New York Casino Contracts 'Petri Dish of Corruption'

Written by:
Gilbert Horowitz
Published on:

Over the weekend, Politico explored the efforts to establish a casino in the New York City area and the lobby dollars behind it.  Their findings: It's an ‘absolute petri dish for corruption’.

Those lobbying firms have made at least $7.2 million over the past 14 months speed dialing decision-makers on behalf of gaming operators like Bally’s and Caesars, according to the Politico report.

One lobbyist said his client wants to turn part of a Saks Fifth Avenue flagship store into “‘a James Bond-type of Casino Royale,’” state Sen. Liz Krueger tells the media outlet.

The line of lobbyists looking to meet with her she decribed as "endless", this despite her negative stance on casino gambling.


“I’m pretty well known to just be anti-gambling, period, so I’ve even asked why they’re wasting their time.”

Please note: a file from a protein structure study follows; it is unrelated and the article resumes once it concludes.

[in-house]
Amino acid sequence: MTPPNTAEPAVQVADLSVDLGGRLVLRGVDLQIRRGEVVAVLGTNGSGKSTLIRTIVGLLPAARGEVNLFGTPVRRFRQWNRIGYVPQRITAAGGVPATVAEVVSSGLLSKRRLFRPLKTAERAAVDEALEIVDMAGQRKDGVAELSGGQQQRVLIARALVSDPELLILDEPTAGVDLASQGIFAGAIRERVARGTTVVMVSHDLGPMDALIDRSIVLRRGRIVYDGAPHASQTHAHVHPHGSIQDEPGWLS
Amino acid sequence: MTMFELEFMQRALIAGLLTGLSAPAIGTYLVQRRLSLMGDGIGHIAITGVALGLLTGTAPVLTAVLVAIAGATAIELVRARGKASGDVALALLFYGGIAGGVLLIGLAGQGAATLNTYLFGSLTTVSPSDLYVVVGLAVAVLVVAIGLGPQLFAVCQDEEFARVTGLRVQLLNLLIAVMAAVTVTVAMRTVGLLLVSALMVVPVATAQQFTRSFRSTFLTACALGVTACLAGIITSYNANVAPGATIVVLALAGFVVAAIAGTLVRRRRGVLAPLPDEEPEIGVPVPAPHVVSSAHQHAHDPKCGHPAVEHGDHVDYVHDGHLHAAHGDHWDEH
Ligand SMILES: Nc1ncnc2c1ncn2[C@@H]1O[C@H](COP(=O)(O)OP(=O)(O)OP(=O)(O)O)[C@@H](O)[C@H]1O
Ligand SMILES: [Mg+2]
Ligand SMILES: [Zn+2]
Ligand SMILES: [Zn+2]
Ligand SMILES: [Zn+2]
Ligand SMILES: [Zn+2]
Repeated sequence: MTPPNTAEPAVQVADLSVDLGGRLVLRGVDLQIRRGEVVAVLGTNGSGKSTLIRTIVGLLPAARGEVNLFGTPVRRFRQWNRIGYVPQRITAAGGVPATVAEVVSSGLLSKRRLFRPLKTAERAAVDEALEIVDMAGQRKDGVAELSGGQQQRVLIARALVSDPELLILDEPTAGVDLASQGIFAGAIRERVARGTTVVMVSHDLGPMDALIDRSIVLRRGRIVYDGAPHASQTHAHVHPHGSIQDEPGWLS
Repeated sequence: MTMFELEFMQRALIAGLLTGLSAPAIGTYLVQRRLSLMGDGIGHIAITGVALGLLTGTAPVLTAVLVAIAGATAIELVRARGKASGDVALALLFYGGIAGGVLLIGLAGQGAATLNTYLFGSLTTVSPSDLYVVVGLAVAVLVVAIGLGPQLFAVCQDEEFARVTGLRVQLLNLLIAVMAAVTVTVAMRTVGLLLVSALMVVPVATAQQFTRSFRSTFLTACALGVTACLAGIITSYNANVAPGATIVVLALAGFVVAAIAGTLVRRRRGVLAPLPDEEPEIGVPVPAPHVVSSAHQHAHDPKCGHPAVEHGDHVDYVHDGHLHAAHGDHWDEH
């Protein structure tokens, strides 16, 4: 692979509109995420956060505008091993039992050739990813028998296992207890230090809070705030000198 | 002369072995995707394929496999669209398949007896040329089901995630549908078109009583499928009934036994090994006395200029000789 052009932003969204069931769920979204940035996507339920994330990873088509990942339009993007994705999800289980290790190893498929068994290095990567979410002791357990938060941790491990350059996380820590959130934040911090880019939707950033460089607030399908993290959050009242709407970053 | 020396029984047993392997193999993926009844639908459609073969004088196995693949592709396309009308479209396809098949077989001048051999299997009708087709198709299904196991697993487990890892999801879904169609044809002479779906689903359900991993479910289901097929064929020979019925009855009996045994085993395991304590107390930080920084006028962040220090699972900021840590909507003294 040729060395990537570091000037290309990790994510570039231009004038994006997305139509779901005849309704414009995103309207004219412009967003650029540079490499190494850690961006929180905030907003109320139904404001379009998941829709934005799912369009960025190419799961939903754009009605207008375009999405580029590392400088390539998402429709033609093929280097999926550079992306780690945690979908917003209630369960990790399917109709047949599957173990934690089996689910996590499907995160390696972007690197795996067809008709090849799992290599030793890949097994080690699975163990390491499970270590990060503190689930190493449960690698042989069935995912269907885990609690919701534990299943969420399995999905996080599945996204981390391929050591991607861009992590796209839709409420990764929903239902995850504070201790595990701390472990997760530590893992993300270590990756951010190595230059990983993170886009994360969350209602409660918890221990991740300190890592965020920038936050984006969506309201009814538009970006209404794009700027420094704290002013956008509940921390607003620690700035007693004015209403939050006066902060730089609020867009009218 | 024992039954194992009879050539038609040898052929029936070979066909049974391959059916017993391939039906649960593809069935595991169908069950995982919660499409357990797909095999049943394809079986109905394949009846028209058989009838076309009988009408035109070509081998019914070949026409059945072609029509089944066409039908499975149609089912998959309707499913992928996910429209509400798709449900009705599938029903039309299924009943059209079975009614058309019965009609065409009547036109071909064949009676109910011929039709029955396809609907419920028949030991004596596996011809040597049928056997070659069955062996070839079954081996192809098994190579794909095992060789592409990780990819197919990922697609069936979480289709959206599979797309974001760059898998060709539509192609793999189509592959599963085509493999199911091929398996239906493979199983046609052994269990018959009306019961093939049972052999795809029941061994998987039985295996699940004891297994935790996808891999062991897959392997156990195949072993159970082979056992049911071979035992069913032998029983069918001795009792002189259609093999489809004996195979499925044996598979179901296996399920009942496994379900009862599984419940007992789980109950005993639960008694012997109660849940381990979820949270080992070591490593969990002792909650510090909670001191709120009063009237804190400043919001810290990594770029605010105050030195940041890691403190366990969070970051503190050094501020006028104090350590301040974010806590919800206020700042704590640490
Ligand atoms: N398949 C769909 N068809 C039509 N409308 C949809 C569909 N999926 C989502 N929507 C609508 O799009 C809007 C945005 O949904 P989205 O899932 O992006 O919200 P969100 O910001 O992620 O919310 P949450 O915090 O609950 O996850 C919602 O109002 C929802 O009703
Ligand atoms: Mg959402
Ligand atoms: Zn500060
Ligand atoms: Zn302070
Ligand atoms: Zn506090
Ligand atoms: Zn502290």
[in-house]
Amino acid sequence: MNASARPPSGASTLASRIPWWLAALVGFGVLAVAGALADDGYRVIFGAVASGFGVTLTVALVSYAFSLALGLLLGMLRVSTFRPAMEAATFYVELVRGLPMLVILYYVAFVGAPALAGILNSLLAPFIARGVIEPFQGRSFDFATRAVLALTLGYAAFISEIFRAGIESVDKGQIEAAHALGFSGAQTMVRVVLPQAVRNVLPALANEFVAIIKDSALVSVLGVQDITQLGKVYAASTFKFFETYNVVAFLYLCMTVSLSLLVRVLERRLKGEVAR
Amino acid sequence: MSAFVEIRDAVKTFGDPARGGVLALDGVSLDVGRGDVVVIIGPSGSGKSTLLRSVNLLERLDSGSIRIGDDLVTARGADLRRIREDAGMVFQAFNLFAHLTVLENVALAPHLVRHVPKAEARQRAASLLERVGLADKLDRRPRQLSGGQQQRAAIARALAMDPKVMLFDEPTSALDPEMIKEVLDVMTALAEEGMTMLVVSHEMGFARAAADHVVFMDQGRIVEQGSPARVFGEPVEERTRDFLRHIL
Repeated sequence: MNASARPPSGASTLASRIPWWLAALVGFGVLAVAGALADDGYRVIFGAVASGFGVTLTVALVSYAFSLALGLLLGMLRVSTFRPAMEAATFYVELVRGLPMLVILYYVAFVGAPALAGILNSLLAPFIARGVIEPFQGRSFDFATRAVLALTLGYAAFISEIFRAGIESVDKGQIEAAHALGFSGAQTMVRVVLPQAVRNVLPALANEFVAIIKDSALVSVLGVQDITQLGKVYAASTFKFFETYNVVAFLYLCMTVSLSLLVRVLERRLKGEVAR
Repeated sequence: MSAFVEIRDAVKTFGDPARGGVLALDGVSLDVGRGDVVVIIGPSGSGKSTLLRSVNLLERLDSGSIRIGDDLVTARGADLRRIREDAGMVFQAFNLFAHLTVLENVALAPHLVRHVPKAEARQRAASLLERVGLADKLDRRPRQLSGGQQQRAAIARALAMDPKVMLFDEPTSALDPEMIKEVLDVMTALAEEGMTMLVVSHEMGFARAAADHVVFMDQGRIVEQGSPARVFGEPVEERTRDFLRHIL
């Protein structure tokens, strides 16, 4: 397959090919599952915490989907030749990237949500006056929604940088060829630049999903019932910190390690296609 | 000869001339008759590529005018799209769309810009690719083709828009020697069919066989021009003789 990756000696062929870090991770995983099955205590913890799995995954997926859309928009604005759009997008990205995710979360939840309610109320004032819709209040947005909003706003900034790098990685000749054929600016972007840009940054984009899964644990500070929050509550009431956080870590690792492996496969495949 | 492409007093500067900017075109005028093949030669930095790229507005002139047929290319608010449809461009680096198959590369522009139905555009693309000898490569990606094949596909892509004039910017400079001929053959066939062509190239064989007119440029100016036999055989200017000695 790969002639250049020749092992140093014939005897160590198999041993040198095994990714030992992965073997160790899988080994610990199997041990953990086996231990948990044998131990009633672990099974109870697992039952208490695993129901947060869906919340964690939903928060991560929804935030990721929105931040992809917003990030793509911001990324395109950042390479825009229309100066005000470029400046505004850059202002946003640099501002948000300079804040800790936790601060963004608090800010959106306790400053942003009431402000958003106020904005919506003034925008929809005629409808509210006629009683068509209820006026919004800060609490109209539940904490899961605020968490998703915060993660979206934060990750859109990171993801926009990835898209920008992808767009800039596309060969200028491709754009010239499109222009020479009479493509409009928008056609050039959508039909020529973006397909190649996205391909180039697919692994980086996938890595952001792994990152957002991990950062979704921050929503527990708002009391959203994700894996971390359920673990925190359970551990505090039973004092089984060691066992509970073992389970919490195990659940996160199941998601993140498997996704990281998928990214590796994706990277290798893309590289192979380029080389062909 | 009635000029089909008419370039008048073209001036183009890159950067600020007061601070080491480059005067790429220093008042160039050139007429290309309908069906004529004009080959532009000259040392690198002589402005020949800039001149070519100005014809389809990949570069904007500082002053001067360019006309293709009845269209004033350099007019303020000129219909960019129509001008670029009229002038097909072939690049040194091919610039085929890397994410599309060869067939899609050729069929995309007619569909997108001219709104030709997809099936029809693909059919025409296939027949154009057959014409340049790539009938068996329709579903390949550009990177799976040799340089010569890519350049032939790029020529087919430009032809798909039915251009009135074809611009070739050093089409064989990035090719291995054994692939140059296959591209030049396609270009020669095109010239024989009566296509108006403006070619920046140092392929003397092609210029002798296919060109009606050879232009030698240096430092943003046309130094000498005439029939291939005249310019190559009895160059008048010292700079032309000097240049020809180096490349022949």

Politico's Janaki Chadha and Sally Goldenberg write:

And that is a fraction of the money being spent. The contestants are shelling out unreported sums for consulting, political strategy and public relations — contracts that are not required to be made public, unlike lobbying deals. Good government groups worry the mix of big money, fierce competition and political signoff creates a breeding ground for corruption.

New York Mayor Eric Adams and the City Council are mulling changes to the zoning law to allow for the opening of as many as three casinos in the Big Apple.

Proposed locations include Times Square, Hudson Yards, the Trump Golf Course at Ferry Point in the Bronx, Willets Point in Queens and Coney Island in Brooklyn.

Under state law, the community advisory boards must give their stamp of approval before the state will even consider a proposed casino at a specific location in the five boroughs.

The city zoning law is apparently silent on the legality of casinos.

“The administration is in discussions with the City Council and our state partners to determine what, if any, zoning changes would be required in accordance with the state’s casino approval process,” a mayoral spokesman said Friday.

“Those discussions are ongoing, and no decisions have been made whatsoever about how best to proceed.

“The state siting board will decide where casinos get sited.”

Current laws forbid the state from overriding local zoning.

- Gilbert Horowitz, Gambling911.com

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